Contract provisions

Types of contract

Describe the various types of private banking and wealth management contracts and their main features.

Typically, private banks and wealth management contracts take the form of terms and conditions that set out the services offered and the regulatory obligations of the private bank in offering those services. The services covered might include banking, advisory managed accounts, discretionary managed accounts or execution only offerings. Frequently, such terms will include additional annexes that detail further bespoke services offered to certain clients.

Generally, UK private banks and wealth management firms look to maintain the same terms with all clients because they have built their operational arrangements in line with their contractual commitments. This can make it difficult to offer negotiated terms to individual clients.

Contracts will generally be governed by the laws of England and Wales and it would be unusual for a UK firm to agree to change this.

For UK law purposes, when contracting with individual consumers, verbal commitments, statements in emails and on websites can all be construed as forming part of the contractual terms in place with the client.

Liability standard

What is the liability standard provided for by law? Can it be varied by contract and what is the customary negotiated liability standard in your jurisdiction?

The liability standard at law is negligence. It is generally deemed unfair to individual clients to contractually seek to exclude liability for negligence, wilful default or fraud and any attempt to do so would be disregarded by the UK courts in the context of a contractual dispute.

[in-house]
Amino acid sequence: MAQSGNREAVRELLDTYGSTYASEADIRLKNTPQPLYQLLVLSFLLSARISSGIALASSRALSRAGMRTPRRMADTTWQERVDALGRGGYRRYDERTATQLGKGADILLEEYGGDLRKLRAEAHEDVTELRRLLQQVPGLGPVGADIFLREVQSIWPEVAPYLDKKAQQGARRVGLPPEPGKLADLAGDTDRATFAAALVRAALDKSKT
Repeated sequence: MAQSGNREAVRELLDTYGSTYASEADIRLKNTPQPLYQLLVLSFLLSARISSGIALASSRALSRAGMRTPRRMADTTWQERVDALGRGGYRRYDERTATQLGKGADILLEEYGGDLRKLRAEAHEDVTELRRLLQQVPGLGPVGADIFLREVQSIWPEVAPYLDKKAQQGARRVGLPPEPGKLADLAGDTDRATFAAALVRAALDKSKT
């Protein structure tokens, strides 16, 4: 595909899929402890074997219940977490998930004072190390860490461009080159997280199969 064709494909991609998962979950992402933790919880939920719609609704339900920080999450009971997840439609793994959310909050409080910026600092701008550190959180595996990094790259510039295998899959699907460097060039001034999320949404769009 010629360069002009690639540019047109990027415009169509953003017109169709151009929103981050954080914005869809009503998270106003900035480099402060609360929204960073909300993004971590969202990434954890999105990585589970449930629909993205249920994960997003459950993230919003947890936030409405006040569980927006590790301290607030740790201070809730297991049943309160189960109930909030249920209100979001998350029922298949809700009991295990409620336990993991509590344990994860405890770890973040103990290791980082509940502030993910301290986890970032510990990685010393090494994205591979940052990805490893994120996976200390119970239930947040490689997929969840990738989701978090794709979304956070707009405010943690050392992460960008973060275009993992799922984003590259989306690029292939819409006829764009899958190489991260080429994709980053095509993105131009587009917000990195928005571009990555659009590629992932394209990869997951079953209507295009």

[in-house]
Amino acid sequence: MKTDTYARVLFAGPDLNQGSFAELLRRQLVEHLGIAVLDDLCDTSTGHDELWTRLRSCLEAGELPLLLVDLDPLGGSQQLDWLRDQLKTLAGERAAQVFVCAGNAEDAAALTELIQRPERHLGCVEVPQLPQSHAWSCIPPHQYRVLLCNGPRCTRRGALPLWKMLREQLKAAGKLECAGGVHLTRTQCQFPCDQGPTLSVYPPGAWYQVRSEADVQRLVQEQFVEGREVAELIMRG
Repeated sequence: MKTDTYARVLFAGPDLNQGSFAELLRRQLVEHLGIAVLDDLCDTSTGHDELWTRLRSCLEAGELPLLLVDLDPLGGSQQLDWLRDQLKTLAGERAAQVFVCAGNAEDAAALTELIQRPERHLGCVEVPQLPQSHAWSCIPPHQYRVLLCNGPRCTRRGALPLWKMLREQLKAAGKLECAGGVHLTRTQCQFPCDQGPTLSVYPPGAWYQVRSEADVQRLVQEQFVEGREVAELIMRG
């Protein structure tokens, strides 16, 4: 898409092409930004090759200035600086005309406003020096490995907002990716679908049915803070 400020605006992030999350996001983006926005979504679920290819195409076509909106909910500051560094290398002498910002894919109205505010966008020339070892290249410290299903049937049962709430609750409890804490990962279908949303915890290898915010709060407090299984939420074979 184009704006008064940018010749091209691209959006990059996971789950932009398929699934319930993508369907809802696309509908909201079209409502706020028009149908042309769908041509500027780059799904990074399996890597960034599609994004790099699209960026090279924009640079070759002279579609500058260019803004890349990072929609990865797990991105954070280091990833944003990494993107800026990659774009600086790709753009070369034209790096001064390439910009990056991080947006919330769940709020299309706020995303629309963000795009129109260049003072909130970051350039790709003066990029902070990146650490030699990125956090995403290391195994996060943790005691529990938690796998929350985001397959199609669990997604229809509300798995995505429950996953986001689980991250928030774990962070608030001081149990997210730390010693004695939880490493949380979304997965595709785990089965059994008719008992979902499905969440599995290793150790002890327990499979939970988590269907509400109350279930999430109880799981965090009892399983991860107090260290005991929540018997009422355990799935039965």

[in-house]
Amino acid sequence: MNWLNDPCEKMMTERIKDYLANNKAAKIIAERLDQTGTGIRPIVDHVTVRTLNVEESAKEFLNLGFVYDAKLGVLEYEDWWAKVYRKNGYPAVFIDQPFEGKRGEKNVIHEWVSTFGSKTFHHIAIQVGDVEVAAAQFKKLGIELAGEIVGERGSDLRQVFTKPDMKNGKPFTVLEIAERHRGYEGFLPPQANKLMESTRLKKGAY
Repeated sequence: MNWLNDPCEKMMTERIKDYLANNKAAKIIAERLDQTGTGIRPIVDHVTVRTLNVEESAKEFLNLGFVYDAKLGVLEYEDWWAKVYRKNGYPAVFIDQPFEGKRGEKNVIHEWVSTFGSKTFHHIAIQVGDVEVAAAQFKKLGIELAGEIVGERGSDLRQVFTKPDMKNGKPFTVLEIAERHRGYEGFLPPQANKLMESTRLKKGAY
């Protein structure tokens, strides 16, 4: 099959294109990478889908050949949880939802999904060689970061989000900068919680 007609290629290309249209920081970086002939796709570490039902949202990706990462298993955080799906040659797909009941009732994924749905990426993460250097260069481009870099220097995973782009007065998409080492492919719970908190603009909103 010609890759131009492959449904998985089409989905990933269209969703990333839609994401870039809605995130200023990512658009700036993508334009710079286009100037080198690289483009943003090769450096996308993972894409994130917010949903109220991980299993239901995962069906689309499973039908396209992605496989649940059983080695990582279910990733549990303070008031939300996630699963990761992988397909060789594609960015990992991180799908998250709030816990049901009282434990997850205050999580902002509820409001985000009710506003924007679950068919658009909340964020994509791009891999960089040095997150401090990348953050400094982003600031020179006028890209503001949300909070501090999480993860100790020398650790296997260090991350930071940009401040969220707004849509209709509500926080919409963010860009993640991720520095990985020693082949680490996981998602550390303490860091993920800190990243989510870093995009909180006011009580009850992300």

For this reason, UK-based private banks and wealth managers typically seek to limit their liability to losses resulting from their negligence, wilful default or fraud or other material breach of contract.

Mandatory legal provisions

Are any mandatory provisions imposed by law or regulation in private banking or wealth management contracts? Are there any mandatory requirements for any disclosure, notice, form or content of any of the private banking contract documentation?

Yes. The FCA Handbook sets out certain mandatory provisions that must be contained within a client terms of business. These differ depending on whether the firm is contracting with retail or professional clients. They cover matters such as client categorisation, the services being offered, the complaints process and access to the UK Financial Ombudsman Service, a summary of conflicts of interest, an overview of how money and assets are safeguarded and the availability of compensation scheme protection.

The Consumer Rights Act 2015 also sets out certain expressly prohibited terms which apply to most private bank or wealth management terms of business with retail clients.

Many UK private banks and wealth managers now offer their services via websites and interactive platforms, there are also rules in the UK governing the customer experience in the context of the technology operation of these platforms.

In addition to the initial contract with the client, UK private banks and wealth managers are subject to ongoing disclosure obligations, most notably in relation to costs and charges and suitability reports (in the context of advisory services).

Limitation period

What is the applicable limitation period for claims under a private banking or wealth management contract? Can the limitation period be varied contractually? How can the limitation period be tolled or waived?

The Limitation Act 1980 sets out a six-year statutory limitation period for simple contracts and certain actions in tort. These periods run from the date on which the cause of action occurred.  

Connected to this, UK private banks and wealth managers are required to retain records in relation to their services for a period of five years (although time periods differ depending on the context). Firms will often retain records for a minimum of seven years to accommodate the statutory limitation period referenced above.

Law stated date

Correct on

Give the date on which the information above is accurate.

27 May 2020.